Shortly after arriving home, the mother instructed B.S. to undress for a bath. B.S. went to the bathroom, began urinating, and started screaming, "mommie, it hurts, it burn [sic]." The mother testified that when she went into the bathroom, B.S. "was holding herself, and I said what's wrong, and I lift [sic] her up and there was [sic] little bits of blood dropping in the toilet." She further testified that when she picked B.S. up, she " laid her on the bed, and then that's when [she] saw the blood coming out of her." When questioned further, she described the amount of blood coming out of B.S. "as like medium blood, like you cut your hand, and you wipe it and it starts back bleeding, that kind of blood."The mother asked the child if she had scratched herself. B.S. replied, "no, Kenny touched me in my no-no, put his finger in my no-no.""No-no" was what B.S. called her vagina.
The mother testified that she then redressed the child in the same underwear, and took her to the Children's National Medical Center.The medical records entered at trial show that B.S. was seen by a triage nurse at 10:50 p.m. and then a Sexual Assault Nurse Examiner, Mary Allen-Rochester, performed a gynecological examination as well as a thirteen-step procedure for a police "sex kit" at approximately 12:13 a.m.*fn5 At trial, Nurse Allen-Rochester testified that there was "redness and tenderness to [the] touch in the area of [the child's] vagina around the hymen." She also testified that a test using ultra-violet light revealed an unidentified fiber in the vaginal area which the nurse testified was "not something that you normally find" in the vaginal area of a girl that age.*fn6 She testified that she "did not note any cuts" and that she did not see any blood on either the child or her underwear.The nurse also testified that the "procedure is that [after she completes the sex kit, she] put[s] it in the refrigerator and the police come and pick it up." She also testified that she was unaware if in fact someone had picked up the sex kit in this case.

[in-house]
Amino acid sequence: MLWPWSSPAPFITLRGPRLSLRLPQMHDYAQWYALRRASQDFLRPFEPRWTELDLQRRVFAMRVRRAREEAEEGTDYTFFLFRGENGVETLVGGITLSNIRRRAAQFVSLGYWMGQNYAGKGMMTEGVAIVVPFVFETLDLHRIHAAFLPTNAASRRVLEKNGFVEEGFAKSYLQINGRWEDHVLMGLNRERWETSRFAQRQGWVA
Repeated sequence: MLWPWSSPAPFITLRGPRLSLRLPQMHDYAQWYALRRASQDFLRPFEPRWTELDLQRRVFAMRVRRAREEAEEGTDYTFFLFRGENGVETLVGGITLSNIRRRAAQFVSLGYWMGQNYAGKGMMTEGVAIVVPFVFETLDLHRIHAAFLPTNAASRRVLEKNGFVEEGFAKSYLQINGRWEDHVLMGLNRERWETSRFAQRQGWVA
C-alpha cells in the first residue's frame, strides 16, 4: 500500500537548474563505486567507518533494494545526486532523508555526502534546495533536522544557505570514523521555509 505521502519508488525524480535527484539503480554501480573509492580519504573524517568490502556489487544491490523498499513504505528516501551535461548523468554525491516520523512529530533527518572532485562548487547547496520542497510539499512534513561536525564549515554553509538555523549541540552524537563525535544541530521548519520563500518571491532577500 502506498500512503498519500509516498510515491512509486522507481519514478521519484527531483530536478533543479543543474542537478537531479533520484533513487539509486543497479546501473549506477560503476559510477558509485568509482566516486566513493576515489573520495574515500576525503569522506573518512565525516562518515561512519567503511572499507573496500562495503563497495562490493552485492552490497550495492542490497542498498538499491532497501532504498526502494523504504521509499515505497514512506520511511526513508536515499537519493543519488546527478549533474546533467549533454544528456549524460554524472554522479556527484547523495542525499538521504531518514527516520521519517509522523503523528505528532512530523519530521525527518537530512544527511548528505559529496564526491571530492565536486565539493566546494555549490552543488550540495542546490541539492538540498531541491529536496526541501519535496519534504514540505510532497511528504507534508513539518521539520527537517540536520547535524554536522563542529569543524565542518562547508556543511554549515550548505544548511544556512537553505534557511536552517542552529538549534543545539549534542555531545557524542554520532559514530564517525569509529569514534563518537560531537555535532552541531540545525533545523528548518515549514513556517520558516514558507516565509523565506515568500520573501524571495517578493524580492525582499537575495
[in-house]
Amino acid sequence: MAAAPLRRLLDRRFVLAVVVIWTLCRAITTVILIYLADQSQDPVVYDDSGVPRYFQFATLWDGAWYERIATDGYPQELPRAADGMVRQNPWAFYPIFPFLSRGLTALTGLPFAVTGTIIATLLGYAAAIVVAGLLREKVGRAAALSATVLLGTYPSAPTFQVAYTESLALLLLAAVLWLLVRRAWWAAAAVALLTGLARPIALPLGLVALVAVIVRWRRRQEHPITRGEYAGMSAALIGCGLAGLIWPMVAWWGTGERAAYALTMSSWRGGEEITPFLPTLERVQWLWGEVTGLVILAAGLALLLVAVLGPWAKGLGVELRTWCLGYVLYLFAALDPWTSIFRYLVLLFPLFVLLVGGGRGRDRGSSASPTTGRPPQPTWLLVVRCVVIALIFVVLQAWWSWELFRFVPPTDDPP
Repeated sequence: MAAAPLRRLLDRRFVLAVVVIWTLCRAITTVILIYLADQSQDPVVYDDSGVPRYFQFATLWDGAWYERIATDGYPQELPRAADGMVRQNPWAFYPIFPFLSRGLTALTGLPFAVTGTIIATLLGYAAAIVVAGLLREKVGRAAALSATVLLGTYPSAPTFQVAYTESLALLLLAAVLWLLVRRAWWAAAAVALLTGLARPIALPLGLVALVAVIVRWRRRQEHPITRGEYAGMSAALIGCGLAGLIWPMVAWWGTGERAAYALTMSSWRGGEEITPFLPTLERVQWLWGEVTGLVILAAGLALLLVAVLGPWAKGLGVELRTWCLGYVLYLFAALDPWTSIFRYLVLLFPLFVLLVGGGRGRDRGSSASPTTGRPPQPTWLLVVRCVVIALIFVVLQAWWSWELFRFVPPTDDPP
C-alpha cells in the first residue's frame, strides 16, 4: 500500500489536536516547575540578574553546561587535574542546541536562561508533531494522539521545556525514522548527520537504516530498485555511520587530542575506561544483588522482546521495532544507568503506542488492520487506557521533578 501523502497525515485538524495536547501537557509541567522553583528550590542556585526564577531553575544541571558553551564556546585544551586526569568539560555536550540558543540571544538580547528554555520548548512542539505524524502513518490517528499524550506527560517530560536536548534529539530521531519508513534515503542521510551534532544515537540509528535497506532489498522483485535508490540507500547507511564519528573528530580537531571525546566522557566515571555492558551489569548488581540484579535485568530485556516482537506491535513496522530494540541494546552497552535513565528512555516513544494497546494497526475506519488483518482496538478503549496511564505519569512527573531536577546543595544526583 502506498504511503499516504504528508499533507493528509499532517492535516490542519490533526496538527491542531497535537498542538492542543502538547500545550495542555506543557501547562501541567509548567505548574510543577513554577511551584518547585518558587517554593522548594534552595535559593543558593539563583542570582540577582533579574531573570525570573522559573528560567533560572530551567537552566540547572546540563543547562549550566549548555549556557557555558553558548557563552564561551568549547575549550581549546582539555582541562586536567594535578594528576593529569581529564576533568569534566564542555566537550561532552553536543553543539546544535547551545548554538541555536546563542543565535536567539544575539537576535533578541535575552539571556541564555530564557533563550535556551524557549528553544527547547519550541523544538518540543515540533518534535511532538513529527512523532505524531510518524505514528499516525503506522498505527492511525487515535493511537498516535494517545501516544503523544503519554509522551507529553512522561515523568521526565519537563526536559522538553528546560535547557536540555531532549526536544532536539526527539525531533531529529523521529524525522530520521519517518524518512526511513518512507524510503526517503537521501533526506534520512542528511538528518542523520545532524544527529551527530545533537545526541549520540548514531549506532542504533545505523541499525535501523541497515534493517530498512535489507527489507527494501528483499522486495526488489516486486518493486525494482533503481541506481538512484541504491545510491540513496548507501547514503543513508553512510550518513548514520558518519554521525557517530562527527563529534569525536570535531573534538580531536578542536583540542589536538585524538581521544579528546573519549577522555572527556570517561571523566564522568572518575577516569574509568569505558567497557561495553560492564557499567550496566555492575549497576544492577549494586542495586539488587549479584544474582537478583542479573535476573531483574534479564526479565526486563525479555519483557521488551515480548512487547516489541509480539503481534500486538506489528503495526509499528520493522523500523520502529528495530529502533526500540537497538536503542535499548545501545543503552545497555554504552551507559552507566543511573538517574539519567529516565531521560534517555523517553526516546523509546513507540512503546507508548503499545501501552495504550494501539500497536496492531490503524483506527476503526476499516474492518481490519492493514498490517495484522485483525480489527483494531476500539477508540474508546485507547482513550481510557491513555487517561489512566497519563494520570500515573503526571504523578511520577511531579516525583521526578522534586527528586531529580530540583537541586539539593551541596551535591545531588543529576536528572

B.S., who was six years old at the time of trial, testified that appellant stuck "his finger in [her] no-no." She testified that at the time of the assault, appellant was on the couch and she was sitting on the floor.She testified that after she had come home from the babysitter, she was urinating and then "start[ed] to bleed."*fn7
Appellant did not testify at trial. The only witness for the defense was a defense investigator who testified regarding a conversation he had had with the mother.*fn8 The defense also entered into evidence a stipulation that Detective Timothy Hairston had interviewed the mother during the course of his investigation. The stipulation was offered to impeach the mother's testimony that she had never spoken with a police officer or detective about the case.